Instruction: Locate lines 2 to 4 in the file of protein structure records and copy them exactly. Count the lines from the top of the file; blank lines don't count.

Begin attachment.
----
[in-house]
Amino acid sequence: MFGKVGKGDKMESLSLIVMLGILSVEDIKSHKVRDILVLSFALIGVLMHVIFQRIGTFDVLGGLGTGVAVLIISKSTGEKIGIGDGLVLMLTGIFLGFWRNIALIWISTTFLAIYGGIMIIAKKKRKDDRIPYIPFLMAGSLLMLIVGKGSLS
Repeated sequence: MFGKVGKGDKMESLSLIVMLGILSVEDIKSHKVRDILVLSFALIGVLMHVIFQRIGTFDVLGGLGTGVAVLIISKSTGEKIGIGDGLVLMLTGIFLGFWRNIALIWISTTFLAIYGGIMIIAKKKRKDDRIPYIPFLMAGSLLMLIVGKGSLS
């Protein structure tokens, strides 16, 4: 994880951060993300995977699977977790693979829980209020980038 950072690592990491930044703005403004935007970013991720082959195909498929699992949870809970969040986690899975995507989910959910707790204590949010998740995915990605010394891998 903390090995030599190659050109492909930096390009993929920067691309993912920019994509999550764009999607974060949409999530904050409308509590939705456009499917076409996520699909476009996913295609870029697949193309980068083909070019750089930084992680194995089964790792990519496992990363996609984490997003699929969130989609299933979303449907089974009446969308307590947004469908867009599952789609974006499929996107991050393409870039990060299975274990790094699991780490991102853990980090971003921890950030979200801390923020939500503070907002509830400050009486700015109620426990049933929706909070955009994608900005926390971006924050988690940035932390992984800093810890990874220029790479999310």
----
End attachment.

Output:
Amino acid sequence: MFGKVGKGDKMESLSLIVMLGILSVEDIKSHKVRDILVLSFALIGVLMHVIFQRIGTFDVLGGLGTGVAVLIISKSTGEKIGIGDGLVLMLTGIFLGFWRNIALIWISTTFLAIYGGIMIIAKKKRKDDRIPYIPFLMAGSLLMLIVGKGSLS
Repeated sequence: MFGKVGKGDKMESLSLIVMLGILSVEDIKSHKVRDILVLSFALIGVLMHVIFQRIGTFDVLGGLGTGVAVLIISKSTGEKIGIGDGLVLMLTGIFLGFWRNIALIWISTTFLAIYGGIMIIAKKKRKDDRIPYIPFLMAGSLLMLIVGKGSLS
């Protein structure tokens, strides 16, 4: 994880951060993300995977699977977790693979829980209020980038 950072690592990491930044703005403004935007970013991720082959195909498929699992949870809970969040986690899975995507989910959910707790204590949010998740995915990605010394891998 903390090995030599190659050109492909930096390009993929920067691309993912920019994509999550764009999607974060949409999530904050409308509590939705456009499917076409996520699909476009996913295609870029697949193309980068083909070019750089930084992680194995089964790792990519496992990363996609984490997003699929969130989609299933979303449907089974009446969308307590947004469908867009599952789609974006499929996107991050393409870039990060299975274990790094699991780490991102853990980090971003921890950030979200801390923020939500503070907002509830400050009486700015109620426990049933929706909070955009994608900005926390971006924050988690940035932390992984800093810890990874220029790479999310």